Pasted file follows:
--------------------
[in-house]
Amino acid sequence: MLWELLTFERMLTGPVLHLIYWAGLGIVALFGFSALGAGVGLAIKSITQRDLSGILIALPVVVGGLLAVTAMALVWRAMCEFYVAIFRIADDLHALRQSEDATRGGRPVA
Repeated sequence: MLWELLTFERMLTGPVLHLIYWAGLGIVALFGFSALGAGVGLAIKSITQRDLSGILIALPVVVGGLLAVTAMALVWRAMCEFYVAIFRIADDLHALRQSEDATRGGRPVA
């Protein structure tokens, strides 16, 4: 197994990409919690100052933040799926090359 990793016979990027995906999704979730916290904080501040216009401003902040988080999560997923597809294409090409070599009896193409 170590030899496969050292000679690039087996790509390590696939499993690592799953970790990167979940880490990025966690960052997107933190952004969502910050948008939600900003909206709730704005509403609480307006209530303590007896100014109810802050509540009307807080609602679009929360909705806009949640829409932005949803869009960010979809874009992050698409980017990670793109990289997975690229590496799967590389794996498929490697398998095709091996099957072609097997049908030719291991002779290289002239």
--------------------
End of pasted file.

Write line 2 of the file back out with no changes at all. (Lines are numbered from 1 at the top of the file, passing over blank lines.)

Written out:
Amino acid sequence: MLWELLTFERMLTGPVLHLIYWAGLGIVALFGFSALGAGVGLAIKSITQRDLSGILIALPVVVGGLLAVTAMALVWRAMCEFYVAIFRIADDLHALRQSEDATRGGRPVA